TABLE 1 Number of Patients Experiencing At Least 1 MRP by Problem Category in 6,269 Ambulatory Patientsa

TABLE 1 Number of Patients Experiencing At Least 1 MRP by Problem Category in 6,269 Ambulatory Patientsa

Drug Therapy Problem Category Number of Patientsb Percentage of Total (n = 6,269)
Unnecessary drug therapy 1,999 31.9
Needs additional drug therapy 3,597 57.4
Ineffective drug 1,535 24.5
Dose too low 3,912 62.4
Adverse drug reaction 2,330 37.2
Dose too high 2,333 37.2
Nonadherence 2,554 40.7

aData collected within Fairview Health System, January-December 2014.

bPatients may be reflected in multiple categories.

MRP = medication-related problem.

The second method of evaluation used was evaluating data from all 3 health systems to determine the frequency of adherence-related problems in relation to all MRPs experienced by patients (Table 2). While each health system used a slightly different method for categorizing MRPs, all schema were based on the 7 MRP categories delineated by the CMM service model.19 Results showed that when a comprehensive, patient-centered evaluation process is applied, adherence only represented, on average, 16% of all MRPs identified. The categories of “dose too low” (26%) and “needs additional drug therapy” (20%) were both more frequent than nonadherence. This finding supports the results of other reports evaluating the frequency of MRPs.20,24,25

Table

TABLE 2 MRPs Identified Across 3 Health Systems

TABLE 2 MRPs Identified Across 3 Health Systems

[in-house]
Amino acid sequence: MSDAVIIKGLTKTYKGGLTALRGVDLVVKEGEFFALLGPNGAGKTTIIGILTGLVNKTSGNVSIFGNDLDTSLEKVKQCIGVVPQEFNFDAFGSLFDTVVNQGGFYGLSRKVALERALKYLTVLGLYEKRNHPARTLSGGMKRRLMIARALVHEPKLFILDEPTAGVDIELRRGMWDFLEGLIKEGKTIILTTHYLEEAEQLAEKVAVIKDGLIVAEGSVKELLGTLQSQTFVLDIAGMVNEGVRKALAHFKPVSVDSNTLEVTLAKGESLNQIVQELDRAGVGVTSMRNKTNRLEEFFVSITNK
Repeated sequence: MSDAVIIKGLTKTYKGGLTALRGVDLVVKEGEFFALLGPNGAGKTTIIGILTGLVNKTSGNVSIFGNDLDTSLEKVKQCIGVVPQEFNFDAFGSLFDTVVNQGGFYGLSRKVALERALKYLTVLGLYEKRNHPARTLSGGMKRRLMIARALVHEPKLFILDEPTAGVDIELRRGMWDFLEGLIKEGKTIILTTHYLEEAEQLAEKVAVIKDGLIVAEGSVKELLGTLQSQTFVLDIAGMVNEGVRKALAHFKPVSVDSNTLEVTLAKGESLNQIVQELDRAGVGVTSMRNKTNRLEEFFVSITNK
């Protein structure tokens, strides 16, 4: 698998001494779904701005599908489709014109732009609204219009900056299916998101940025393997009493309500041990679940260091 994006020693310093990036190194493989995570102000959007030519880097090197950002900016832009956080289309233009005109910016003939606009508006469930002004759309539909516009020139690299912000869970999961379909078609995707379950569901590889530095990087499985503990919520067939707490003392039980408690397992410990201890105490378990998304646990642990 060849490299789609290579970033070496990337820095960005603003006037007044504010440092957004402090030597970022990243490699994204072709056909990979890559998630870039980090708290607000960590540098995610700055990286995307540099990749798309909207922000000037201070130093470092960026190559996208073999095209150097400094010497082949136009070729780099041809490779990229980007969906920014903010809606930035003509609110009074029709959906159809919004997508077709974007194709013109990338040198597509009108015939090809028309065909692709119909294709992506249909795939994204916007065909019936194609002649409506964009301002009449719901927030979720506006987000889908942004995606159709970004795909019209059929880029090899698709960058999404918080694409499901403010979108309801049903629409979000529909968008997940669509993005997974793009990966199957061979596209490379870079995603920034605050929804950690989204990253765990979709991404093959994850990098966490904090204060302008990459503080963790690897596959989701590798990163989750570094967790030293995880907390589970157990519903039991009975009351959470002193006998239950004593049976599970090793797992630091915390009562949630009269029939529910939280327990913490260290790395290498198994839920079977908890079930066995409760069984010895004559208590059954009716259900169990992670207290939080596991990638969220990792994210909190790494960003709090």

Health System Measurement Period MRP Categorya
Unnecessary Drug Therapy n (%) Needs Additional Drug Therapy n (%) Ineffective Drug n (%) Dose Too Low n (%) Adverse Drug Reaction n (%) Dose Too High n (%) Nonadherence n (%)
Fairview January 1, 2009-December 31, 2013 5,321 (7.4) 16,589 (23.0) 4,821 (6.7) 20,314 (28.2) 7,362 (10.2) 6,630 (9.2) 11,003 (15.3)
HealthPartners January 1, 2013-June 30, 2014 1,667 (8.2) 3,038 (15.0) 845 (4.2) 5,002 (24.7) 3,792 (18.7) 3,102 (15.3) 2,820 (13.9)
Park Nicollet August 1, 2012-July 31, 2014 1,468 (9.1) 2,184 (13.6) 1,583 (9.8) 3,096 (19.2) 1,870 (11.6) 2,230 (13.8) 3,665 (22.8)
Total 8,456 (7.8) 21,811 (20.1) 7,249 (6.7) 28,412 (26.2) 13,024 (12.0) 11,962 (11.0) 17,488 (16.1)

a897 MRPs could not be classified due to free-text entries.

MRP = medication-related problem.

While this assessment does not present scientifically rigorous data, we believe it does shed light on the significance of medication adherence when considered in the context of a comprehensive approach to medication use versus the perspective that one can produce when relying on a narrowly defined data source such as pharmacy claims data. This may explain why strategies intended to improve medication adherence have had varied success.26 Without this comprehensive approach, what is labeled as nonadherence may in fact be the symptom of another unresolved problem. Patients may not be adherent to a prescribed regimen because they believe it is unnecessary, ineffective, or because it is causing an undesirable side effect. This can result in the labeling of a patient’s behavior as inappropriate when, in fact, it may be conscious nonadherence secondary to a different type of MRP. Similarly, adherence programs may not produce a measurable positive outcome because being deemed adherent to a medication may mask the need for a clinical intervention, for example, achieving a PDC threshold of 80% with an antihypertensive medication does not confirm that the patient’s blood pressure is at goal.